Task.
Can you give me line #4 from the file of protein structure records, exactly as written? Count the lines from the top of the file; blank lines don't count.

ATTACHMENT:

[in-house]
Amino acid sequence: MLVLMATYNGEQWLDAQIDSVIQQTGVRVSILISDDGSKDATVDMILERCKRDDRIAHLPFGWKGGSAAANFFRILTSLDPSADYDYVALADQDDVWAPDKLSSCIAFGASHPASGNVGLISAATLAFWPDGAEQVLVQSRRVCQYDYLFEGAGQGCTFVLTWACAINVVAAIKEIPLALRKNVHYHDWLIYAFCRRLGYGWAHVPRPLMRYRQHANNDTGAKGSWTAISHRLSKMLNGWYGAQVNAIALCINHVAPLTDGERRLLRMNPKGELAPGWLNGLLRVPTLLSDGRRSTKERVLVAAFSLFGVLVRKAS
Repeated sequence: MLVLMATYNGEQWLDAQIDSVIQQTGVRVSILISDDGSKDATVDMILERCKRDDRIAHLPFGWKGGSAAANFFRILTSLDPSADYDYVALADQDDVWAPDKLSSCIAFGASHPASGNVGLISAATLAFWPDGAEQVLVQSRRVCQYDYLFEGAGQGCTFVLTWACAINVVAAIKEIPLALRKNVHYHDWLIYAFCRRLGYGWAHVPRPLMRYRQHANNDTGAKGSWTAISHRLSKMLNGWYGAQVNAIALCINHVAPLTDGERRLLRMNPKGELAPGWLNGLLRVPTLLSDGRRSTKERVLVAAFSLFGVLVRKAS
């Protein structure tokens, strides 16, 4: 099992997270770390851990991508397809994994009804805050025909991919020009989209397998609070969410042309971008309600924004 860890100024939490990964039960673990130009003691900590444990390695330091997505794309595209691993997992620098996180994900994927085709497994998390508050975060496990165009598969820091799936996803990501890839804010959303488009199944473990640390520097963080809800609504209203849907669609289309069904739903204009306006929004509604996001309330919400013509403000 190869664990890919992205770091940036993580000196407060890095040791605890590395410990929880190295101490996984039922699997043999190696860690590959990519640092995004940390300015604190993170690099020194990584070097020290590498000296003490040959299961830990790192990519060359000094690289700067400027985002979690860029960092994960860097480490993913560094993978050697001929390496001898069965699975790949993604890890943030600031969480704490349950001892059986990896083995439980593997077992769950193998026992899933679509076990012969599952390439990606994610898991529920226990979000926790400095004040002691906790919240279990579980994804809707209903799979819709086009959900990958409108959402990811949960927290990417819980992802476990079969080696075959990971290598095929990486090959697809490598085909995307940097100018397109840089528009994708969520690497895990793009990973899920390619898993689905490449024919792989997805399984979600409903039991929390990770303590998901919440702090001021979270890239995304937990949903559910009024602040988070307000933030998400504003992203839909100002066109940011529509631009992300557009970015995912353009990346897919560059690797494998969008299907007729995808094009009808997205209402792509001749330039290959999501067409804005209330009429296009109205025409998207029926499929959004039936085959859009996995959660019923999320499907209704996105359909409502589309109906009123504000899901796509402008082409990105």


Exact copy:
């Protein structure tokens, strides 16, 4: 099992997270770390851990991508397809994994009804805050025909991919020009989209397998609070969410042309971008309600924004 860890100024939490990964039960673990130009003691900590444990390695330091997505794309595209691993997992620098996180994900994927085709497994998390508050975060496990165009598969820091799936996803990501890839804010959303488009199944473990640390520097963080809800609504209203849907669609289309069904739903204009306006929004509604996001309330919400013509403000 190869664990890919992205770091940036993580000196407060890095040791605890590395410990929880190295101490996984039922699997043999190696860690590959990519640092995004940390300015604190993170690099020194990584070097020290590498000296003490040959299961830990790192990519060359000094690289700067400027985002979690860029960092994960860097480490993913560094993978050697001929390496001898069965699975790949993604890890943030600031969480704490349950001892059986990896083995439980593997077992769950193998026992899933679509076990012969599952390439990606994610898991529920226990979000926790400095004040002691906790919240279990579980994804809707209903799979819709086009959900990958409108959402990811949960927290990417819980992802476990079969080696075959990971290598095929990486090959697809490598085909995307940097100018397109840089528009994708969520690497895990793009990973899920390619898993689905490449024919792989997805399984979600409903039991929390990770303590998901919440702090001021979270890239995304937990949903559910009024602040988070307000933030998400504003992203839909100002066109940011529509631009992300557009970015995912353009990346897919560059690797494998969008299907007729995808094009009808997205209402792509001749330039290959999501067409804005209330009429296009109205025409998207029926499929959004039936085959859009996995959660019923999320499907209704996105359909409502589309109906009123504000899901796509402008082409990105």